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Food and wine

Lazio and the majestic Roman artichoke PGI

Typical of the Lazio coastline and the areas of Rome, Viterbo and Latina, the Roman artichoke was the first vegetable in Italy with Protected Geographical Indication at the EU level.

It has an age-old tradition, with recognised therapeutic properties.

From December to May, it is the undisputed star of regional markets, lending itself to countless recipes. Let's tuck in!

1. The long history of the Roman artichoke and its therapeutic properties

A pearl of the Lazio region, the Roman artichoke has very ancient origins. Dating back to Ancient Egypt, this vegetable was widespread in the Mediterranean and was used therapeutically by the Greeks. Some botanists, however, believe that we owe the cultivation of this vegetable to the Etruscans, based on depictions of artichoke leaves on tombs in the necropolis of Tarquinia.

Regardless, the artichoke is the undisputed king of the vegetable garden.

As well as its use in the treatment of liver diseases, recognised since ancient times, its pharmacological properties have also been backed up by scientific studies: it helps to regulate appetite, stimulate diuresis, manage weight and cellulite, and combat kidney stones, is useful for people struggling with cholesterol, diabetes and hypertension, is rich in fibre and antioxidant, and is detoxifying.

In short, artichokes should always have a place on our table! On top of all these qualities, it also has an unmistakable taste.

2. Characteristics and typical dishes

The Roman artichoke’s two main characteristic properties are its softness and bitterness. The first lies in the “heart” and inner leaves, which are much more tender than other varieties; the second lessens when cooked.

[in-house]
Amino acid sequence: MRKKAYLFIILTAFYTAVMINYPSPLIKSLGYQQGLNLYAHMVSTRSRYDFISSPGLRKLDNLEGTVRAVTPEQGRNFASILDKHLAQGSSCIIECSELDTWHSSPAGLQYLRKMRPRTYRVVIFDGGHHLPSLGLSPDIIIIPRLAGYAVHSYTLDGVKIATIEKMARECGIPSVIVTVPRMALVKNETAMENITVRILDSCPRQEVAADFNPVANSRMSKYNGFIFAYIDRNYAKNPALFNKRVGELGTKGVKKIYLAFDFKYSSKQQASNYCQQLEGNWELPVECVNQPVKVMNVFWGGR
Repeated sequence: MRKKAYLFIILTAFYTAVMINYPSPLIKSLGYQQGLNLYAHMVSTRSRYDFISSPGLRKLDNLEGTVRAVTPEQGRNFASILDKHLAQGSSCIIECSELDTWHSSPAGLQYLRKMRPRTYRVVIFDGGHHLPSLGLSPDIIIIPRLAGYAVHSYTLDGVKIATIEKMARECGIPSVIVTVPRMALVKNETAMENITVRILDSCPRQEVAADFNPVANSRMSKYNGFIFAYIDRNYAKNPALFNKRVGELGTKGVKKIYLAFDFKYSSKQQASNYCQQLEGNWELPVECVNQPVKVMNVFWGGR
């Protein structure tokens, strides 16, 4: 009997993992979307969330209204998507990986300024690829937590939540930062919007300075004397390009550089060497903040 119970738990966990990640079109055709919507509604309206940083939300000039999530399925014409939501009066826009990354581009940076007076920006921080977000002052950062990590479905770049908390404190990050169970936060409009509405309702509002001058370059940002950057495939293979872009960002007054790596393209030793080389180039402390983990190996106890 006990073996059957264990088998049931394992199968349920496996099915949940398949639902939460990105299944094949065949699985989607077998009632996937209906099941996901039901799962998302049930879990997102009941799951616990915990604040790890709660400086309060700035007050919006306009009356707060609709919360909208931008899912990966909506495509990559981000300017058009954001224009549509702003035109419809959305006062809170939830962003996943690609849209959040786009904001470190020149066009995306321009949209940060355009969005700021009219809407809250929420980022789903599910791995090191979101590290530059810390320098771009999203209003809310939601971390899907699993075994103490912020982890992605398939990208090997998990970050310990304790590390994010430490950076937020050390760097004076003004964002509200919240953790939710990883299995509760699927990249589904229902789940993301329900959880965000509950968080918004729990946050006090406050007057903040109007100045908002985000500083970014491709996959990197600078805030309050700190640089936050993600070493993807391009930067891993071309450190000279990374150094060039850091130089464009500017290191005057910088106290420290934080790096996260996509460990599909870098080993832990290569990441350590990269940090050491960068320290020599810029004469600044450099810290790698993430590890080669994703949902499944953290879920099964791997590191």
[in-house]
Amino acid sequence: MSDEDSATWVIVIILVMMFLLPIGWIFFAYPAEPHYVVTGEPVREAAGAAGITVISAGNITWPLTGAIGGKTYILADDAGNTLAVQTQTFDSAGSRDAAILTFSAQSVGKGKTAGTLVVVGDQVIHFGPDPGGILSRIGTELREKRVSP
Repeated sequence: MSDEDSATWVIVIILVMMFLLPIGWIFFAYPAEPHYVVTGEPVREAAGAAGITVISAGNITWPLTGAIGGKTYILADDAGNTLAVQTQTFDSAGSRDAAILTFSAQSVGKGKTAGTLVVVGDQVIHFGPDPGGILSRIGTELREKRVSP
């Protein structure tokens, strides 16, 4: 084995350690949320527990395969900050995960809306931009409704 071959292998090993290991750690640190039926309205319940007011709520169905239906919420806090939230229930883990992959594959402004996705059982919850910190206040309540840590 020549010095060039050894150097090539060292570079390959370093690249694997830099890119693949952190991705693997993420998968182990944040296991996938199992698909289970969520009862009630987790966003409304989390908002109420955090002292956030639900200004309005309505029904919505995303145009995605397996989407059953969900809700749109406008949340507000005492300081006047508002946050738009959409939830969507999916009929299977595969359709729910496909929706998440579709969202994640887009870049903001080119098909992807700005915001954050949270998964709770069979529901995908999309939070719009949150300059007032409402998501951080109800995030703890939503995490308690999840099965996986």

The versatility of this vegetable cannot be overstated, as it can be used in a multitude of dishes.

It is traditionally eaten “alla romana”, that is, cooked over a low heat in plenty of oil, seasoned with garlic, parsley, Roman mint and pepper.

Another popular and much-loved version is artichoke “alla giudìa”, which sees it cut into spirals, to remove the hardest part, and fried twice, with the stem pointing upwards, once again in plenty of hot oil.

At Christmas Eve dinner, you are sure to find it on the tables of all Roman diners, battered and fried.

When it comes to pairing it with a drink, bear in mind that artichoke is the enemy of wine, because it contains a molecule called cynarin, which deactivates the sweet receptors in our taste buds. To enjoy artichoke “alla romana”, we therefore recommend a glass of red without excess tannin. Wines obtained from the Primitivo and Cesanese varieties of grape are excellent. On the other hand, a glass of bubbly pairs perfectly

with artichokes “alla giudìa”

3. Lazio festivals

There are many events in Lazio that pay homage to the artichoke, the king of the garden.

Among the best known are the Sagra del Carciofo (Artichoke Festival) of Ladispoli, in Rome, held every year in April, as well as the spring Artichoke Festivals in Latina and in Campagnano, and finally the Carciofolata Veliterna of Velletri, dedicated specifically to “Matticella” artichokes.

They are all celebrated at peak harvesting time. They have different histories and traditions but are united by the desire to promote the consumption of the Roman artichoke.